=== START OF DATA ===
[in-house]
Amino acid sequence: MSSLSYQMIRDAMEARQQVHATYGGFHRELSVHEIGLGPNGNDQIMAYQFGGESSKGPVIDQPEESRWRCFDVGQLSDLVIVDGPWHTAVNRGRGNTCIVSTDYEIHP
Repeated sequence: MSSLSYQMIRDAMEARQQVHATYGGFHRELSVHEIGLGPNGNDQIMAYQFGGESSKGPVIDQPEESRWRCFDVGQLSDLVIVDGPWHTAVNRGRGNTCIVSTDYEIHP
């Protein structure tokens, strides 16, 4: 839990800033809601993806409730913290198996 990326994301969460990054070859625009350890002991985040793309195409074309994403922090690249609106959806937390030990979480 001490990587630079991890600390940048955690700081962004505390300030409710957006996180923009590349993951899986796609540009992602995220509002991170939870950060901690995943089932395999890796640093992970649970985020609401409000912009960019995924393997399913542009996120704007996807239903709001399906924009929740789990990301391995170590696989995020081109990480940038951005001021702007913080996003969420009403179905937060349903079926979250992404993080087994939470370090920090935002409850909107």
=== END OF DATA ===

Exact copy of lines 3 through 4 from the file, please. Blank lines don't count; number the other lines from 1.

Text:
Repeated sequence: MSSLSYQMIRDAMEARQQVHATYGGFHRELSVHEIGLGPNGNDQIMAYQFGGESSKGPVIDQPEESRWRCFDVGQLSDLVIVDGPWHTAVNRGRGNTCIVSTDYEIHP
């Protein structure tokens, strides 16, 4: 839990800033809601993806409730913290198996 990326994301969460990054070859625009350890002991985040793309195409074309994403922090690249609106959806937390030990979480 001490990587630079991890600390940048955690700081962004505390300030409710957006996180923009590349993951899986796609540009992602995220509002991170939870950060901690995943089932395999890796640093992970649970985020609401409000912009960019995924393997399913542009996120704007996807239903709001399906924009929740789990990301391995170590696989995020081109990480940038951005001021702007913080996003969420009403179905937060349903079926979250992404993080087994939470370090920090935002409850909107």